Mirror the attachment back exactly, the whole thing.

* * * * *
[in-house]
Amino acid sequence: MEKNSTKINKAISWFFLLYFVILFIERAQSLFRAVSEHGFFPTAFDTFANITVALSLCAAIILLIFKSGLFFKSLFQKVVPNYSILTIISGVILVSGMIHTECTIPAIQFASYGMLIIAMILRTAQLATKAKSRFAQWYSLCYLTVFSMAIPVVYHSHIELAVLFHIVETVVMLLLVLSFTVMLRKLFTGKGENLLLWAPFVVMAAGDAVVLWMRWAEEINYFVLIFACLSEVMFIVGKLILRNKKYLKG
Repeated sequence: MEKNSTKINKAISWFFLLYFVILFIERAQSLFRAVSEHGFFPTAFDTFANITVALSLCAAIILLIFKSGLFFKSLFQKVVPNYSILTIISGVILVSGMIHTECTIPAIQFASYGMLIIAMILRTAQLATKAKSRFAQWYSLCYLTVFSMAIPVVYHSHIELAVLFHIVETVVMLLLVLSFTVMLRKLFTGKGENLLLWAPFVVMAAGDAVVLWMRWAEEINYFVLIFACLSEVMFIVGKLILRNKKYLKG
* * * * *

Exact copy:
[in-house]
Amino acid sequence: MEKNSTKINKAISWFFLLYFVILFIERAQSLFRAVSEHGFFPTAFDTFANITVALSLCAAIILLIFKSGLFFKSLFQKVVPNYSILTIISGVILVSGMIHTECTIPAIQFASYGMLIIAMILRTAQLATKAKSRFAQWYSLCYLTVFSMAIPVVYHSHIELAVLFHIVETVVMLLLVLSFTVMLRKLFTGKGENLLLWAPFVVMAAGDAVVLWMRWAEEINYFVLIFACLSEVMFIVGKLILRNKKYLKG
Repeated sequence: MEKNSTKINKAISWFFLLYFVILFIERAQSLFRAVSEHGFFPTAFDTFANITVALSLCAAIILLIFKSGLFFKSLFQKVVPNYSILTIISGVILVSGMIHTECTIPAIQFASYGMLIIAMILRTAQLATKAKSRFAQWYSLCYLTVFSMAIPVVYHSHIELAVLFHIVETVVMLLLVLSFTVMLRKLFTGKGENLLLWAPFVVMAAGDAVVLWMRWAEEINYFVLIFACLSEVMFIVGKLILRNKKYLKG